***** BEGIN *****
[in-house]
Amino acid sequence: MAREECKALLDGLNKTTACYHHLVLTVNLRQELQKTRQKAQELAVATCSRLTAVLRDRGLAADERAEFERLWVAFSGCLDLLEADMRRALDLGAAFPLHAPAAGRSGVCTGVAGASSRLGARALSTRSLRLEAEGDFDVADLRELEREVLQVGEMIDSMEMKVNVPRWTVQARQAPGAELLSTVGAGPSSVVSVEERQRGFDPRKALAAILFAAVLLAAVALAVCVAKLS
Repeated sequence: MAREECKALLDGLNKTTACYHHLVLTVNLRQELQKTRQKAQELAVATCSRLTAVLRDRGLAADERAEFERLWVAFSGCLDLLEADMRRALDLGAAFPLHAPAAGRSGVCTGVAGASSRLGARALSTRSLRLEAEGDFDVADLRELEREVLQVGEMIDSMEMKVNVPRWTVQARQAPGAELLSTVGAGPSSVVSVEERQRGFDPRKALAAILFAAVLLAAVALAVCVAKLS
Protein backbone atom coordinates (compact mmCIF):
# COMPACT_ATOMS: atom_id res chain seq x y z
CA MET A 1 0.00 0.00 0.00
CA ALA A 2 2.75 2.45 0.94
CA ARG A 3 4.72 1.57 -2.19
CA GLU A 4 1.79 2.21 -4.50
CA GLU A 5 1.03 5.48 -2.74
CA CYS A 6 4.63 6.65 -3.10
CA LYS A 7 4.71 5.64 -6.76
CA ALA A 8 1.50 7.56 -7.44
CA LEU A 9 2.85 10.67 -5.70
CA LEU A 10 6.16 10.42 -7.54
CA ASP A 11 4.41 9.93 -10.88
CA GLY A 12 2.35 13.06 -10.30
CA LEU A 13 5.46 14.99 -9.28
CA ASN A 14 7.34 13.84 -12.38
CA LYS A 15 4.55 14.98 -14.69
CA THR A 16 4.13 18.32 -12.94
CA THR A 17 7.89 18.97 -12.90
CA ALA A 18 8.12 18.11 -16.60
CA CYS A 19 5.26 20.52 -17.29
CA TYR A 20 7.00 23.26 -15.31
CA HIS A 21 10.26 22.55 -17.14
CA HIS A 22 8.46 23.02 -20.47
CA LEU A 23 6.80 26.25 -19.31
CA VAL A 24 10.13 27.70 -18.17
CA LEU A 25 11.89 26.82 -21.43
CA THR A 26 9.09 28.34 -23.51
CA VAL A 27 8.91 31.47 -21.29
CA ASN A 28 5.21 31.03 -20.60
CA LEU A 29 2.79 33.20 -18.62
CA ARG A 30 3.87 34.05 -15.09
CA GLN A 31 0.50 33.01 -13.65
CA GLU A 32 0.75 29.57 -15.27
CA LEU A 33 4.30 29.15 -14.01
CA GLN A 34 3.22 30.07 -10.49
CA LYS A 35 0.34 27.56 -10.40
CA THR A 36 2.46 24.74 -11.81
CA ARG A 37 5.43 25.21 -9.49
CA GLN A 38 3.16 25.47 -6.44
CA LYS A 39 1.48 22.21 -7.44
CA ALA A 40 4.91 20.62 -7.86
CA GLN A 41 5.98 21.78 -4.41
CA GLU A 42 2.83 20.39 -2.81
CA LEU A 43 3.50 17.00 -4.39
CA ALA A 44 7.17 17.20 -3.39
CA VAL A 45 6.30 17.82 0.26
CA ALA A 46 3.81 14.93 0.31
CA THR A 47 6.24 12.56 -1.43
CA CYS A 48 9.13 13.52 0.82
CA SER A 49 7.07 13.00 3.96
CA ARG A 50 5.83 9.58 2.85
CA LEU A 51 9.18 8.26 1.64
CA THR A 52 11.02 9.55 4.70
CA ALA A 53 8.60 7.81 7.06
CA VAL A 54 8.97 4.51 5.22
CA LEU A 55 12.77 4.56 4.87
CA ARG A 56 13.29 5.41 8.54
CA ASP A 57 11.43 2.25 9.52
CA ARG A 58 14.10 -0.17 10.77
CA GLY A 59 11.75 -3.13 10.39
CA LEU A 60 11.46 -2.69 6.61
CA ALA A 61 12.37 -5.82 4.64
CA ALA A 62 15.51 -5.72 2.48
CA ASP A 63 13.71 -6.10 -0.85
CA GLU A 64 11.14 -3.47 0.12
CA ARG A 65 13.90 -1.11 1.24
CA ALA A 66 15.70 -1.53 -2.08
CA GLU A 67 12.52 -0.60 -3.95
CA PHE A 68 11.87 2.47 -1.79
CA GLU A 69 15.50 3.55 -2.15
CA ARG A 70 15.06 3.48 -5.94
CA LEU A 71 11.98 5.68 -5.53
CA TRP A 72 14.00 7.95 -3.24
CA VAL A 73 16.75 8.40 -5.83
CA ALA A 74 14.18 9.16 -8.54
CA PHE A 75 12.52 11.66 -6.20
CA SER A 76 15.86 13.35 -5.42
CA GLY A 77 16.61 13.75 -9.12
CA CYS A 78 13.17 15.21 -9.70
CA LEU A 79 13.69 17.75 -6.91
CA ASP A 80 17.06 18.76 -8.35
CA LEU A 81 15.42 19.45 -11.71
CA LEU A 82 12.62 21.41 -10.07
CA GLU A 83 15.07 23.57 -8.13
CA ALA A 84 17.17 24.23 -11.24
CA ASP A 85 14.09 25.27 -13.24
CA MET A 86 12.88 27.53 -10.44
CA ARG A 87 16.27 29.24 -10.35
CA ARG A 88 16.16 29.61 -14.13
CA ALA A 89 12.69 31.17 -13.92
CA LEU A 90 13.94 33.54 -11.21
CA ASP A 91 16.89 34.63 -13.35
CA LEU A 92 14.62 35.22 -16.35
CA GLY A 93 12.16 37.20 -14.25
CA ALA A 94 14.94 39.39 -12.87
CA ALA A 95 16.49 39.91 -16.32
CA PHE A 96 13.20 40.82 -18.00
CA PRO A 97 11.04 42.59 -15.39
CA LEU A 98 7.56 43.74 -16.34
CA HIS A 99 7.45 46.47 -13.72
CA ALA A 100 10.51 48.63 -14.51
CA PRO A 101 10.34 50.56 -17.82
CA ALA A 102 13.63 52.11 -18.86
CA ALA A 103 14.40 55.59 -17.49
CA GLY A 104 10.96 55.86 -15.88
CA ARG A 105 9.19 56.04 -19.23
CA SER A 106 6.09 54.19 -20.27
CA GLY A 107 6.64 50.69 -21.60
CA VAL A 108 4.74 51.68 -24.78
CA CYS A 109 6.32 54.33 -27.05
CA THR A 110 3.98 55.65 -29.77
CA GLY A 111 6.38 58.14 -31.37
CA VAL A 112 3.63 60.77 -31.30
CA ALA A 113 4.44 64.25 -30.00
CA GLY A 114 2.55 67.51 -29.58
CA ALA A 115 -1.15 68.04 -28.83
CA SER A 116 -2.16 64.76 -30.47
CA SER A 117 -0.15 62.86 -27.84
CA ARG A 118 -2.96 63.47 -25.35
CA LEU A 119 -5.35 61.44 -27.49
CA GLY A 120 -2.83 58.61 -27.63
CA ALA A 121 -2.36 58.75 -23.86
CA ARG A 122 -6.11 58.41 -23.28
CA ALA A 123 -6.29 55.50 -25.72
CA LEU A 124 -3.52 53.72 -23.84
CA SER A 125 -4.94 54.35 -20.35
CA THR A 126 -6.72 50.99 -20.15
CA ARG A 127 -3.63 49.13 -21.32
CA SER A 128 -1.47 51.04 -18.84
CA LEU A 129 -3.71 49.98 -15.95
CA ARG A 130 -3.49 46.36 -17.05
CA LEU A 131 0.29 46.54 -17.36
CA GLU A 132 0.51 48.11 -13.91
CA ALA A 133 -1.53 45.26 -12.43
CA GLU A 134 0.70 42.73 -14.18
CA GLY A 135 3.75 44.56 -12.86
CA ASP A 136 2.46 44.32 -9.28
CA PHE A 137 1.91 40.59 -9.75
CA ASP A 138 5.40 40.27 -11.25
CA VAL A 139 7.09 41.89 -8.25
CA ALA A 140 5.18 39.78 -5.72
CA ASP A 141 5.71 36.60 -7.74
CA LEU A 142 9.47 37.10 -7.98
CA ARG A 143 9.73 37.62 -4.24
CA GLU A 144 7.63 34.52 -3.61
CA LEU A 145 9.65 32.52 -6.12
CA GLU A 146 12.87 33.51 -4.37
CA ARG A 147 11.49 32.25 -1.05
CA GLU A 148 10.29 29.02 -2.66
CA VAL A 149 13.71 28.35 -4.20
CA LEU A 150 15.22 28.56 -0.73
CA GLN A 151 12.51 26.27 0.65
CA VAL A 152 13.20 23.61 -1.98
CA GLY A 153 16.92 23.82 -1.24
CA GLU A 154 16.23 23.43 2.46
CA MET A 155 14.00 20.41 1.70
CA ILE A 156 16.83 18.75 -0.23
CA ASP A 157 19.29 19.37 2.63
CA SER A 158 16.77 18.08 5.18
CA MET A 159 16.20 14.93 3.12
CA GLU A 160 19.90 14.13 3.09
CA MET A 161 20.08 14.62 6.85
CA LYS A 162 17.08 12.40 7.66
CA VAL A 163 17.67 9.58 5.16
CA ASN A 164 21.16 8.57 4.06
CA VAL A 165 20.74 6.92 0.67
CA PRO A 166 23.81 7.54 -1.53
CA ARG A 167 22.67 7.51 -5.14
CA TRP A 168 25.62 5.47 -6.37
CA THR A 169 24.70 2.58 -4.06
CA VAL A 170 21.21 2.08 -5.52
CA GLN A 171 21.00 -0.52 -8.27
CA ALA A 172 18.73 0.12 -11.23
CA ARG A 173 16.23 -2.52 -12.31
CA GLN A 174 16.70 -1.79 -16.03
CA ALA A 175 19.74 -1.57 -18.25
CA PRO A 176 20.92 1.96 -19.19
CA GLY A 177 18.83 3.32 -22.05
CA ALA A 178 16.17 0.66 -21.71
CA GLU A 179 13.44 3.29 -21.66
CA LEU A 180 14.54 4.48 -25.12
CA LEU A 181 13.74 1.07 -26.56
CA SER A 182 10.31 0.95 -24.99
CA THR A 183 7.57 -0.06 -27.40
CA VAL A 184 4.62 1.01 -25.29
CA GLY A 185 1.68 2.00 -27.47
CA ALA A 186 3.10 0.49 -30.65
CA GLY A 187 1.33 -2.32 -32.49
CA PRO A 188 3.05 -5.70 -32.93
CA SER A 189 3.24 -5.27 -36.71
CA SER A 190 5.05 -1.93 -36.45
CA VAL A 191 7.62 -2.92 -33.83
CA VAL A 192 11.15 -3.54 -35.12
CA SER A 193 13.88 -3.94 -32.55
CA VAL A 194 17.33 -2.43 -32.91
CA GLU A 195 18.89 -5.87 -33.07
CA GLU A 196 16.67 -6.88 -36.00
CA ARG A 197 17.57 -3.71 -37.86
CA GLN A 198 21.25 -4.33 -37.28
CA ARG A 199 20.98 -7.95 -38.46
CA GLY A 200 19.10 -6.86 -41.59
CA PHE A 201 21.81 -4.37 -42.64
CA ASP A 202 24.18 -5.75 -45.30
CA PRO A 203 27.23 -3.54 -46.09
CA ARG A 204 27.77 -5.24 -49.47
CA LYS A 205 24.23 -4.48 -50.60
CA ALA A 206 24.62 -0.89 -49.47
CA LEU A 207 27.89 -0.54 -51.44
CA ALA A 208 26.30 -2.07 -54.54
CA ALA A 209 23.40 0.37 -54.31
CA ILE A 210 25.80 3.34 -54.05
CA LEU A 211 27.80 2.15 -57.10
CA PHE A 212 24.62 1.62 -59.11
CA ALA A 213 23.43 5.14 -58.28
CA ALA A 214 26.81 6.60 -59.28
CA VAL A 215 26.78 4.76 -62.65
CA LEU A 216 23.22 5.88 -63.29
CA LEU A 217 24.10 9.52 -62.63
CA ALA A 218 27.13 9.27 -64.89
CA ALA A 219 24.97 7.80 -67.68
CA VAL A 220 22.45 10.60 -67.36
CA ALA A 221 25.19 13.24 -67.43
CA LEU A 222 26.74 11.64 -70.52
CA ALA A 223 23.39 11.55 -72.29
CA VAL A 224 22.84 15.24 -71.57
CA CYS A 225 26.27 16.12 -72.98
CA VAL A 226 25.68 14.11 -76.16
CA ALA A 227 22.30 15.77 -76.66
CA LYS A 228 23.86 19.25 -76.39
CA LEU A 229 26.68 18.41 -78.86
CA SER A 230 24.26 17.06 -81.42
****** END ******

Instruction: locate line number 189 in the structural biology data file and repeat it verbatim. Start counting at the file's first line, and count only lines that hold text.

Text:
CA VAL A 184 4.62 1.01 -25.29